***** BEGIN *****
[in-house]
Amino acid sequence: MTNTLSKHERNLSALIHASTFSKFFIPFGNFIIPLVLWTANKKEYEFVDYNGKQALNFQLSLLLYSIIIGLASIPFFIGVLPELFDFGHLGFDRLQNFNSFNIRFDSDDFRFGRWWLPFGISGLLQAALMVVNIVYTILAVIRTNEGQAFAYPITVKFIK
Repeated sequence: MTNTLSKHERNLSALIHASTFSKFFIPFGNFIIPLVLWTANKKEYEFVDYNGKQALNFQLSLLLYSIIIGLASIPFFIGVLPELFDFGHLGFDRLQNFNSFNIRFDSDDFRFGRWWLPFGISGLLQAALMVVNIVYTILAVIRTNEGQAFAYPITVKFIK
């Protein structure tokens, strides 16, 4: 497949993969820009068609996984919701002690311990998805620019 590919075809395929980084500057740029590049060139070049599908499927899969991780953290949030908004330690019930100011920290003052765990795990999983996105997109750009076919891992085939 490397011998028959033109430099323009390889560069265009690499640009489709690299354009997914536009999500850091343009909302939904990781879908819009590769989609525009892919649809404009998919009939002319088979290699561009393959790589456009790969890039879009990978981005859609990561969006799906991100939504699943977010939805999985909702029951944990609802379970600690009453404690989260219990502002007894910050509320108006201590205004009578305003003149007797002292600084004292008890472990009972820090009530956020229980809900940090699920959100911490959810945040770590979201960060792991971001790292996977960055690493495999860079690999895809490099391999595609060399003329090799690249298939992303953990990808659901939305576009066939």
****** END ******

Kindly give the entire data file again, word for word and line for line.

[in-house]
Amino acid sequence: MTNTLSKHERNLSALIHASTFSKFFIPFGNFIIPLVLWTANKKEYEFVDYNGKQALNFQLSLLLYSIIIGLASIPFFIGVLPELFDFGHLGFDRLQNFNSFNIRFDSDDFRFGRWWLPFGISGLLQAALMVVNIVYTILAVIRTNEGQAFAYPITVKFIK
Repeated sequence: MTNTLSKHERNLSALIHASTFSKFFIPFGNFIIPLVLWTANKKEYEFVDYNGKQALNFQLSLLLYSIIIGLASIPFFIGVLPELFDFGHLGFDRLQNFNSFNIRFDSDDFRFGRWWLPFGISGLLQAALMVVNIVYTILAVIRTNEGQAFAYPITVKFIK
């Protein structure tokens, strides 16, 4: 497949993969820009068609996984919701002690311990998805620019 590919075809395929980084500057740029590049060139070049599908499927899969991780953290949030908004330690019930100011920290003052765990795990999983996105997109750009076919891992085939 490397011998028959033109430099323009390889560069265009690499640009489709690299354009997914536009999500850091343009909302939904990781879908819009590769989609525009892919649809404009998919009939002319088979290699561009393959790589456009790969890039879009990978981005859609990561969006799906991100939504699943977010939805999985909702029951944990609802379970600690009453404690989260219990502002007894910050509320108006201590205004009578305003003149007797002292600084004292008890472990009972820090009530956020229980809900940090699920959100911490959810945040770590979201960060792991971001790292996977960055690493495999860079690999895809490099391999595609060399003329090799690249298939992303953990990808659901939305576009066939």